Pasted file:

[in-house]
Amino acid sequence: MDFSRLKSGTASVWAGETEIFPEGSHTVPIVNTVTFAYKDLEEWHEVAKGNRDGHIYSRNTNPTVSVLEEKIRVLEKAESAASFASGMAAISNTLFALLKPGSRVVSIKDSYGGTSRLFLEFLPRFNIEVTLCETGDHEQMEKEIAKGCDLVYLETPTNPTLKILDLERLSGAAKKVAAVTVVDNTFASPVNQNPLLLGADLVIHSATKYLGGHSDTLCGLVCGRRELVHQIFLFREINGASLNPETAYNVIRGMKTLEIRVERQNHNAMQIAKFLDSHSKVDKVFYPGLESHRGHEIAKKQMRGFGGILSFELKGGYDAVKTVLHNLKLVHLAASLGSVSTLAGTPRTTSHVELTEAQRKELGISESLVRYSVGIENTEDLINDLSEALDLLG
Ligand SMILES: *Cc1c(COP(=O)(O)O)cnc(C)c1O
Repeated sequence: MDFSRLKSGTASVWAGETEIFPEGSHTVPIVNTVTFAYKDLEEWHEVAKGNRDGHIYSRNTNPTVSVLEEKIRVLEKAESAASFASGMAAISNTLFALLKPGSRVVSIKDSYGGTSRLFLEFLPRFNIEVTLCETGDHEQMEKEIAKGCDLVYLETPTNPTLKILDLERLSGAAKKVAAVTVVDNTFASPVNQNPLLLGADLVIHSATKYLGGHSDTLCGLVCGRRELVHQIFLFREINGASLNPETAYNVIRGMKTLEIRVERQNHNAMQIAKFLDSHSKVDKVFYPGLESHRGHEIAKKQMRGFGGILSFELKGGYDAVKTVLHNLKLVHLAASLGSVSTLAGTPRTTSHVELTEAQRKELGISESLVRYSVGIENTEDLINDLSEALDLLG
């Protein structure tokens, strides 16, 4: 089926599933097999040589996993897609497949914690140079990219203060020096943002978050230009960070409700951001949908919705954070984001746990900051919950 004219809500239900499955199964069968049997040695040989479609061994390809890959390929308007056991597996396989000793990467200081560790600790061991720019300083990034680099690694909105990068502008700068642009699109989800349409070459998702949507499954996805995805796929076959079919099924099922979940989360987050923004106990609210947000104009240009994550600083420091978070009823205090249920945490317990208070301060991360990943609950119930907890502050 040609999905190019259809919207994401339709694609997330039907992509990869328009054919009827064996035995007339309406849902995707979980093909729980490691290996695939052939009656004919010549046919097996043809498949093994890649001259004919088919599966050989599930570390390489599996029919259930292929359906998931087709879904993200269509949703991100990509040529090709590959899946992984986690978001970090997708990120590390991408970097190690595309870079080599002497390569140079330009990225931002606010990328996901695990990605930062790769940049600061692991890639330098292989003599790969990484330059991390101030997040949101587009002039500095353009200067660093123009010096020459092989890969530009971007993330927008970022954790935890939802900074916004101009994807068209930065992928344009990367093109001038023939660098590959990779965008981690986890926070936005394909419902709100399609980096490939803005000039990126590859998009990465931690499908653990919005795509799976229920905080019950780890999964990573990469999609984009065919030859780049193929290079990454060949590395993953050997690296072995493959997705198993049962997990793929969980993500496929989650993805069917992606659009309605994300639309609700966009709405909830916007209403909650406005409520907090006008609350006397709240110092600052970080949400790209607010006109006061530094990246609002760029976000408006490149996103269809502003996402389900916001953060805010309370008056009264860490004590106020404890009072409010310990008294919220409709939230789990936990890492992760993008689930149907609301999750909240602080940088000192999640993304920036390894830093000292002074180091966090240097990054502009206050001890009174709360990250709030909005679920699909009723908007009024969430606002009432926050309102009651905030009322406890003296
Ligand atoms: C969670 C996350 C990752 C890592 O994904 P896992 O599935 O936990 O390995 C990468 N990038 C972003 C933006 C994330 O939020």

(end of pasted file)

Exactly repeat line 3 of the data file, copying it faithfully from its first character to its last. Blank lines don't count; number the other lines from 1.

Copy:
Ligand SMILES: *Cc1c(COP(=O)(O)O)cnc(C)c1O